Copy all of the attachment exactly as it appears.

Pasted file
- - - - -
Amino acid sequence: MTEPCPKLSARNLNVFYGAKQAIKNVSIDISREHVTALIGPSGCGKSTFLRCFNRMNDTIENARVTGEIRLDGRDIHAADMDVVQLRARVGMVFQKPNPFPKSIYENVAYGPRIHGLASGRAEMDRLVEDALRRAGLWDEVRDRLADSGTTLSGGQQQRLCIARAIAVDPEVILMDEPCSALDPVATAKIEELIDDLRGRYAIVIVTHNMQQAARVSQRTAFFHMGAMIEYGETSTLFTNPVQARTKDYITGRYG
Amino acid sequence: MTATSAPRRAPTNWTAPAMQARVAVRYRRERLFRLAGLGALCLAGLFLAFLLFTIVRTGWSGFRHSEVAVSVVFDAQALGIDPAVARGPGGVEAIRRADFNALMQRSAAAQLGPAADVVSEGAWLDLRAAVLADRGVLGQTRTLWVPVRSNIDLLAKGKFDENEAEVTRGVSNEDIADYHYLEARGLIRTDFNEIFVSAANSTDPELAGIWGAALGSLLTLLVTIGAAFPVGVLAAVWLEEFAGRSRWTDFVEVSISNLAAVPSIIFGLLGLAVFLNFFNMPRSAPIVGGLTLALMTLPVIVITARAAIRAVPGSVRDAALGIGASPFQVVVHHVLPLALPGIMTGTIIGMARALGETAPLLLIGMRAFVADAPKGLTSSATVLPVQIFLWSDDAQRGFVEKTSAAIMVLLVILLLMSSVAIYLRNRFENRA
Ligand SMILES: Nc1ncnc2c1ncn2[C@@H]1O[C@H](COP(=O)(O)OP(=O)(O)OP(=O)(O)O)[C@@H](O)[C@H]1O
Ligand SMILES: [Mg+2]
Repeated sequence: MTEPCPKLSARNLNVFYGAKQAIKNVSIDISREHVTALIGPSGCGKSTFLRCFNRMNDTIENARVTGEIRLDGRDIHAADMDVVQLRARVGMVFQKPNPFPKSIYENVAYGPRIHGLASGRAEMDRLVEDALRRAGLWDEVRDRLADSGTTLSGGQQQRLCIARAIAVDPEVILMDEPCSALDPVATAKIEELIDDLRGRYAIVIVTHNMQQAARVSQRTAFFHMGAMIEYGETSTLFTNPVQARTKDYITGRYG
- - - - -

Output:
Amino acid sequence: MTEPCPKLSARNLNVFYGAKQAIKNVSIDISREHVTALIGPSGCGKSTFLRCFNRMNDTIENARVTGEIRLDGRDIHAADMDVVQLRARVGMVFQKPNPFPKSIYENVAYGPRIHGLASGRAEMDRLVEDALRRAGLWDEVRDRLADSGTTLSGGQQQRLCIARAIAVDPEVILMDEPCSALDPVATAKIEELIDDLRGRYAIVIVTHNMQQAARVSQRTAFFHMGAMIEYGETSTLFTNPVQARTKDYITGRYG
Amino acid sequence: MTATSAPRRAPTNWTAPAMQARVAVRYRRERLFRLAGLGALCLAGLFLAFLLFTIVRTGWSGFRHSEVAVSVVFDAQALGIDPAVARGPGGVEAIRRADFNALMQRSAAAQLGPAADVVSEGAWLDLRAAVLADRGVLGQTRTLWVPVRSNIDLLAKGKFDENEAEVTRGVSNEDIADYHYLEARGLIRTDFNEIFVSAANSTDPELAGIWGAALGSLLTLLVTIGAAFPVGVLAAVWLEEFAGRSRWTDFVEVSISNLAAVPSIIFGLLGLAVFLNFFNMPRSAPIVGGLTLALMTLPVIVITARAAIRAVPGSVRDAALGIGASPFQVVVHHVLPLALPGIMTGTIIGMARALGETAPLLLIGMRAFVADAPKGLTSSATVLPVQIFLWSDDAQRGFVEKTSAAIMVLLVILLLMSSVAIYLRNRFENRA
Ligand SMILES: Nc1ncnc2c1ncn2[C@@H]1O[C@H](COP(=O)(O)OP(=O)(O)OP(=O)(O)O)[C@@H](O)[C@H]1O
Ligand SMILES: [Mg+2]
Repeated sequence: MTEPCPKLSARNLNVFYGAKQAIKNVSIDISREHVTALIGPSGCGKSTFLRCFNRMNDTIENARVTGEIRLDGRDIHAADMDVVQLRARVGMVFQKPNPFPKSIYENVAYGPRIHGLASGRAEMDRLVEDALRRAGLWDEVRDRLADSGTTLSGGQQQRLCIARAIAVDPEVILMDEPCSALDPVATAKIEELIDDLRGRYAIVIVTHNMQQAARVSQRTAFFHMGAMIEYGETSTLFTNPVQARTKDYITGRYG